Single-family starts, long considered a leading indicator of U.S. economic strength, rose 3.5% in June to an 847,000 seasonally adjusted annual pace, according to U.S. Housing and Urban Development and Commerce Department estimates. The improvement supports the National Association of Home Builders (NAHB)/Wells Fargo Housing Market Index (HMI), which saw builder confidence in the market for newly-built single-family homes hold steady for the sixth consecutive month.
While the sector saw a monthly increase, total housing starts dipped roughly 1% (1.253 million annual rate) for the month on a decline in apartment construction. While remaining at a solid level, multifamily starts dropped 9.2% (406,000 annualized rate) after an impressive 10.9% gain (449,000 annualized rate) in May.
Year-to-date, single-family starts are 4.9% lower than the first six months of 2018. On a regional and year-to-date basis, they are down 13.6% in the Northeast, 13.4% in the West and 8.3% in the Midwest, with a slight 1% gain in the South, the NAHB reports.
Single-family permits in June rose slightly to an 813,000 annualized rate, but are down 6.1% on a year-to-date basis. The number of single-family units authorized but not under construction also declined in June to 85,000 units, down from 90,000 a year ago. While troubling on the surface, Robert Dietz, NAHB chief economist, sees this as a potential signal of permit growth ahead, noting that single-family units authorized but not under construction did not reach a 2018 peak (103,000) until December of that year.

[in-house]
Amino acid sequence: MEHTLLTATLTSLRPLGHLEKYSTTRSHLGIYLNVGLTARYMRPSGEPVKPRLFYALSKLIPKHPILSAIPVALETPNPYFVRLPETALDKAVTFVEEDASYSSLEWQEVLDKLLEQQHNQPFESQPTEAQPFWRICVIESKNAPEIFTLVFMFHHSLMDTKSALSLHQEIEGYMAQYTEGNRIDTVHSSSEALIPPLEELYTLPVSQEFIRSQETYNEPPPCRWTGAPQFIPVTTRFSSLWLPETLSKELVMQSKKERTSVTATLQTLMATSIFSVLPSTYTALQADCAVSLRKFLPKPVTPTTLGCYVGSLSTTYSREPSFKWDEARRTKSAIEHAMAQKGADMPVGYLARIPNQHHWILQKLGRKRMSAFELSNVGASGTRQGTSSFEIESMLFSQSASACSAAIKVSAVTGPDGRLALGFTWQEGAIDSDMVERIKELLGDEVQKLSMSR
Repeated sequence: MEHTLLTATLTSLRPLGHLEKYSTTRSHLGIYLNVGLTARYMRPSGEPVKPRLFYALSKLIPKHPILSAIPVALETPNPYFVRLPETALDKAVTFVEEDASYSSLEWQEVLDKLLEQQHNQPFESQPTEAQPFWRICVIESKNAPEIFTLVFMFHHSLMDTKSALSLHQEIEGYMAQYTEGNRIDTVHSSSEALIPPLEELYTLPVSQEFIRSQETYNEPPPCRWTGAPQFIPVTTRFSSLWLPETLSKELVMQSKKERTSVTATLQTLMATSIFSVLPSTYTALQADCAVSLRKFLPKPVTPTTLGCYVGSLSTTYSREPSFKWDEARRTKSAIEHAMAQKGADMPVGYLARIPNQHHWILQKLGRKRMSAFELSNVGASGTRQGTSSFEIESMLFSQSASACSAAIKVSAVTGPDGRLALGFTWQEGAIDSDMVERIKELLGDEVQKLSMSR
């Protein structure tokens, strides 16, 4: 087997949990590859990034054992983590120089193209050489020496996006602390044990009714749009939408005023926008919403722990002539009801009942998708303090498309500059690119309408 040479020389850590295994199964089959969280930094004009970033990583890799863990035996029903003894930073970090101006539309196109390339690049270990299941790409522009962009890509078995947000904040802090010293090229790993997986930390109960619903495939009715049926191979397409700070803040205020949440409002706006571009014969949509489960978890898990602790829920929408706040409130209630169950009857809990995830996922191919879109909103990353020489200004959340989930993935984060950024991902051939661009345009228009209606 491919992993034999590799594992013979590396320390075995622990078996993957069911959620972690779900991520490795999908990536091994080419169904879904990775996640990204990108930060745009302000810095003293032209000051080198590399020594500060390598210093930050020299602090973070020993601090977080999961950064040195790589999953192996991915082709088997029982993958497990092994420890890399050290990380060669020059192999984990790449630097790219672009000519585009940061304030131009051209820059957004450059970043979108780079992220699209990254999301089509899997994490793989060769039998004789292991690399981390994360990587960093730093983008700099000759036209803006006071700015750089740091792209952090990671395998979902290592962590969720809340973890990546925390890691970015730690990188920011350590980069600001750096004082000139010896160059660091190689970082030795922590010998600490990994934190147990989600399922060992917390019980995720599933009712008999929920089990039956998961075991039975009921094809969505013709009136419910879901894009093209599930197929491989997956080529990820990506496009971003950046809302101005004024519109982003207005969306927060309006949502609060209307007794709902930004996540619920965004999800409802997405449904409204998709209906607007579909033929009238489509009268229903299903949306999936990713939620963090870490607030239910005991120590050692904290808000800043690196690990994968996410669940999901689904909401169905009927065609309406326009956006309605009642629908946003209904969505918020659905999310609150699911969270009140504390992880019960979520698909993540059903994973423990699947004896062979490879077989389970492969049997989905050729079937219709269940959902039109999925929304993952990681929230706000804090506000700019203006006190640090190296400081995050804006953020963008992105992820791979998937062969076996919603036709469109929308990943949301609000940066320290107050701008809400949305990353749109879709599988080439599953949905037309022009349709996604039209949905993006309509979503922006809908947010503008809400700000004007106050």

As of June 2019, 519,000 single-family homes were under construction. “This is roughly flat from a year ago,” Dietz noted. “However, there are currently 616,000 apartments under construction, the highest count since April 2017. The cumulative impact of recent declines in current construction activity are seen in the graph below. This impact is responsible for a slight decline in housing’s share of GDP.”
National Association of Home BuildersDietz added that the NAHB’s forecast and forward-looking HMI suggest that future data will show stabilization in single-family starts followed by slight gains due to declines in mortgage interest rates.
“We expect additional single-family growth, as areas beyond the exurbs (outlying counties of large metro areas) respond to for-sale housing demand and ongoing healthy labor markets,” he anticipated.
The next quarterly edition of the Home Building Geography Index (HBGI) - which segments the U.S. housing market based on Census data on county-level residential building permits - will report on such conditions. Unveiled in May 2019, the HBGI replaces the Leading Market Index (LMI) previously used to track the housing market's post-Great Recession recovery.